Google Shoelace: The New Facebook Killer Explained

Google Shoelace: The New Facebook Killer Explained
Image: Getty Images

Google has unveiled a new social media site called Shoelace and it’s looking to take on the neighbourhood king, Facebook. Unlike the reigning social media site, however, Shoelace focuses on community rather than creating a global network and to get access, you’ll need an exclusive invite. It’s a little bit mysterious so here’s what we know about it.

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How does Shoelace work?

It was designed to help people new to cities and focuses on connecting people through daily activities like “running”, “dogs” and “wine” and, according to TechRadar, has Pinterest-style visuals. It’s available on both iOS and Android devices.

Google Shoelace: The New Facebook Killer ExplainedImage: Shoelace

Interestingly, Shoelace is location-restricted and strictly invite-only, similar to Ello who failed to kill Facebook like so many predicted.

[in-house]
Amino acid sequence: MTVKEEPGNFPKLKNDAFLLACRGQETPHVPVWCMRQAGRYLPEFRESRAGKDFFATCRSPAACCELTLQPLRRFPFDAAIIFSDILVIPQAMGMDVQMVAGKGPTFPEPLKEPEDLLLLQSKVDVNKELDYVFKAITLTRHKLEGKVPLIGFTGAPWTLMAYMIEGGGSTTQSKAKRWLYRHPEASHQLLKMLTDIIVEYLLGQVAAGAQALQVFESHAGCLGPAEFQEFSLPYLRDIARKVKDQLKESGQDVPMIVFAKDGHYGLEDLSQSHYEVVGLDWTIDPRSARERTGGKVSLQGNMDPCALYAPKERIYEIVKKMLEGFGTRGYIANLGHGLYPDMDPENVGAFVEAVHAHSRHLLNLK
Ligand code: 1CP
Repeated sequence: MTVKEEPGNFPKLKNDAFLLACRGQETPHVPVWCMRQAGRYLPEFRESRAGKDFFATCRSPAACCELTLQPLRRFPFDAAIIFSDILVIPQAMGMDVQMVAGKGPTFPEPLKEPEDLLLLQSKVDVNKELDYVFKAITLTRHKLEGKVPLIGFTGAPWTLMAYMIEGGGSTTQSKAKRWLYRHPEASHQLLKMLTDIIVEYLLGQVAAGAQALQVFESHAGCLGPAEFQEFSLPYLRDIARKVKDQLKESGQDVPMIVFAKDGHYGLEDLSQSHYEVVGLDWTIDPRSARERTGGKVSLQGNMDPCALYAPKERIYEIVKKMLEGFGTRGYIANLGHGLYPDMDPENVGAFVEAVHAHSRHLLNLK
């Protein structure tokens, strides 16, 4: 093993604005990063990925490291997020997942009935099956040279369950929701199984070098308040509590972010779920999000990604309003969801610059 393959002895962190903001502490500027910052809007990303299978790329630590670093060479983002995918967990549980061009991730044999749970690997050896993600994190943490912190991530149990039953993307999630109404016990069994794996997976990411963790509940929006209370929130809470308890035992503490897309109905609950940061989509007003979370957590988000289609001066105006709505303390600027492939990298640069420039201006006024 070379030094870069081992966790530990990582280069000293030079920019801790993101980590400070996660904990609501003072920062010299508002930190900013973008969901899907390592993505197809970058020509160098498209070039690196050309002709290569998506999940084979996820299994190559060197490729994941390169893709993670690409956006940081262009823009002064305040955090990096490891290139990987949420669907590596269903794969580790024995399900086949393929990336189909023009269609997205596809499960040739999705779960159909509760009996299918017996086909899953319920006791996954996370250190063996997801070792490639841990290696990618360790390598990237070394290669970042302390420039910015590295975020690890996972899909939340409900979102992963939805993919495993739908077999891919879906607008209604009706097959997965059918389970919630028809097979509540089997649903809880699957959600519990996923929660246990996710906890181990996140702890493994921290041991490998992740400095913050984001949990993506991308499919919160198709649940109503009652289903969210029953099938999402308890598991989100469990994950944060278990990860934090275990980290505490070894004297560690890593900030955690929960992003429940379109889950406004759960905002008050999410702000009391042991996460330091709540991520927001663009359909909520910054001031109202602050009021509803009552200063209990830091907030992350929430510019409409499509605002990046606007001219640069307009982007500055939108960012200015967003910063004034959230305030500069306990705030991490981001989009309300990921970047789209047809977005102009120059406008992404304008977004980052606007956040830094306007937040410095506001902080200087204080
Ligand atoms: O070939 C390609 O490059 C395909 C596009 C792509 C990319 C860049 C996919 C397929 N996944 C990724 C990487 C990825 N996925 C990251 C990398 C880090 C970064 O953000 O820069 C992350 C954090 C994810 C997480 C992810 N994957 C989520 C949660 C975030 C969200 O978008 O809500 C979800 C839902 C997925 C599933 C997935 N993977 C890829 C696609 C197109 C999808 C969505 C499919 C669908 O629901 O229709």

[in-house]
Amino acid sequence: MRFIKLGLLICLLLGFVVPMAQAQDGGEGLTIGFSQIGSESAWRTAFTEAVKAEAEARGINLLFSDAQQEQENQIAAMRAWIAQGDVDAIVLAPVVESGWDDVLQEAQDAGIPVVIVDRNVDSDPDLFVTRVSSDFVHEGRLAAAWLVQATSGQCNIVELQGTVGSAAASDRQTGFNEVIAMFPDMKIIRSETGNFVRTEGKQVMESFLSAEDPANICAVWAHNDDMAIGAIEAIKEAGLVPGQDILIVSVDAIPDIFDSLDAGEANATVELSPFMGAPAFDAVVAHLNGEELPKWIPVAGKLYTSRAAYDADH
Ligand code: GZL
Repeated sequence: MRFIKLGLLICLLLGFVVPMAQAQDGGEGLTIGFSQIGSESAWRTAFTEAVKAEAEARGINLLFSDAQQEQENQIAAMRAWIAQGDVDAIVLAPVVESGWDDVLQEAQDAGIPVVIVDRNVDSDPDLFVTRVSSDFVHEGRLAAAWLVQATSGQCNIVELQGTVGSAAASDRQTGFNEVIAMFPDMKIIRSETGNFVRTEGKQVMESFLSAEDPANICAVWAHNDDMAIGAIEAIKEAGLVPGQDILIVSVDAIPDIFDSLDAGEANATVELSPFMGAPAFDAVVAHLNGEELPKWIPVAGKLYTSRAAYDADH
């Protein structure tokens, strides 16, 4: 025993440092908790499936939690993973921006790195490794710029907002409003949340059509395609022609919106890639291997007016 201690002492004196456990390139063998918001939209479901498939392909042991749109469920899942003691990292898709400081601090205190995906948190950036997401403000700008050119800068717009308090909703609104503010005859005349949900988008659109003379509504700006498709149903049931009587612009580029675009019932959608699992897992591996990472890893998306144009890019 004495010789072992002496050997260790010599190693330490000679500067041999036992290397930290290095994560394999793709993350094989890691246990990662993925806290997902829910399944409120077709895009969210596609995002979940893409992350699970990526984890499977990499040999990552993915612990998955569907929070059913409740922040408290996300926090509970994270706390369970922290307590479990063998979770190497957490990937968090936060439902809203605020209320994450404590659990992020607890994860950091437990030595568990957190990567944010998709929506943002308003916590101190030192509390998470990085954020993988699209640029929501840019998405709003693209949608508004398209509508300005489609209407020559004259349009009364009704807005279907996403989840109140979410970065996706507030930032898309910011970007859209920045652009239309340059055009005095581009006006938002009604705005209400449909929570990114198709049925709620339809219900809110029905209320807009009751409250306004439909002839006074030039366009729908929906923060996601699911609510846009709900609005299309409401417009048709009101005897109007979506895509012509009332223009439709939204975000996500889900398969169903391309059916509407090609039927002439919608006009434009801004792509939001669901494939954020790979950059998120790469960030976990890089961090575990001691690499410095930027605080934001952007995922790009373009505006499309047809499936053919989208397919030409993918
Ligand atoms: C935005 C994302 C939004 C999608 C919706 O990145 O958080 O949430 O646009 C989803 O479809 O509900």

Activities are called “loops” tying to app’s name and intention “to tie people together based on their interests—like two laces on a shoe.”

So, is it coming to Australian cities?

Right now, it’s only available in New York City but you can fill out a Google Form to let them know you’re keen for it to come to your city. Their “goal is to bring Shoelace to cities nationwide”, meaning the United States is first on the cards before any move into Australia.

More likely, trials could start up in Los Angeles or San Francisco, closer to Google headquarters, but if it proves a success, it could well head to Australian cities.

With Google+’s slow demise mere months ago, will it actually be enough to take on Facebook’s decade-long reign? Let us know what you think in the comments.

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  • Meh… Google will do the usual. Throw it up against a few random walls and then randomly kill it down the track.
    I don’t trust any Google product anymore except Gmail. Anything else is prone to be randomly killed off at any point.

    Because to Google throwing a few treats in a maze and watching how the rats respond, or not, with no interaction, is a great marketing strategy (not).

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